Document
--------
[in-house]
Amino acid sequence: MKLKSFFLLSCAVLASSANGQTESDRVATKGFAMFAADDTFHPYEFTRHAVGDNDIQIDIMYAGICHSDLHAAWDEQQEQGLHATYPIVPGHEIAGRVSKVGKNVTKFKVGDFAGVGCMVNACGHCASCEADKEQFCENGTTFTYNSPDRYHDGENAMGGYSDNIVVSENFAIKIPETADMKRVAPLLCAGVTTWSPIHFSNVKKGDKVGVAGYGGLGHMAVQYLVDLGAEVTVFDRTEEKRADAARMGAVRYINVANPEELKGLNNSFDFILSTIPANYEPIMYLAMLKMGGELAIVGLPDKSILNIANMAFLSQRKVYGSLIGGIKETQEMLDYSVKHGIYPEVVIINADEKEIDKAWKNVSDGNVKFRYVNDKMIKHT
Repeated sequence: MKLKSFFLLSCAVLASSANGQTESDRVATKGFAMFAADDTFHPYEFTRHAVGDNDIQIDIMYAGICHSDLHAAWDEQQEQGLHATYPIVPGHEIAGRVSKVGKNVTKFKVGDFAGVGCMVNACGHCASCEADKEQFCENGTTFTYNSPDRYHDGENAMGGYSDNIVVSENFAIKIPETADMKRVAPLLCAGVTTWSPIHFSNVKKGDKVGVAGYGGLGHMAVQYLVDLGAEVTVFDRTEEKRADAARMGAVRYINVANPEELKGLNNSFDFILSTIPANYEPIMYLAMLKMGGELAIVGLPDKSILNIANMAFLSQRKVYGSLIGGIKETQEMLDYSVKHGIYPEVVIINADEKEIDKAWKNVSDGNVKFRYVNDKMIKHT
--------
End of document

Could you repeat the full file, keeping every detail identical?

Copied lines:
[in-house]
Amino acid sequence: MKLKSFFLLSCAVLASSANGQTESDRVATKGFAMFAADDTFHPYEFTRHAVGDNDIQIDIMYAGICHSDLHAAWDEQQEQGLHATYPIVPGHEIAGRVSKVGKNVTKFKVGDFAGVGCMVNACGHCASCEADKEQFCENGTTFTYNSPDRYHDGENAMGGYSDNIVVSENFAIKIPETADMKRVAPLLCAGVTTWSPIHFSNVKKGDKVGVAGYGGLGHMAVQYLVDLGAEVTVFDRTEEKRADAARMGAVRYINVANPEELKGLNNSFDFILSTIPANYEPIMYLAMLKMGGELAIVGLPDKSILNIANMAFLSQRKVYGSLIGGIKETQEMLDYSVKHGIYPEVVIINADEKEIDKAWKNVSDGNVKFRYVNDKMIKHT
Repeated sequence: MKLKSFFLLSCAVLASSANGQTESDRVATKGFAMFAADDTFHPYEFTRHAVGDNDIQIDIMYAGICHSDLHAAWDEQQEQGLHATYPIVPGHEIAGRVSKVGKNVTKFKVGDFAGVGCMVNACGHCASCEADKEQFCENGTTFTYNSPDRYHDGENAMGGYSDNIVVSENFAIKIPETADMKRVAPLLCAGVTTWSPIHFSNVKKGDKVGVAGYGGLGHMAVQYLVDLGAEVTVFDRTEEKRADAARMGAVRYINVANPEELKGLNNSFDFILSTIPANYEPIMYLAMLKMGGELAIVGLPDKSILNIANMAFLSQRKVYGSLIGGIKETQEMLDYSVKHGIYPEVVIINADEKEIDKAWKNVSDGNVKFRYVNDKMIKHT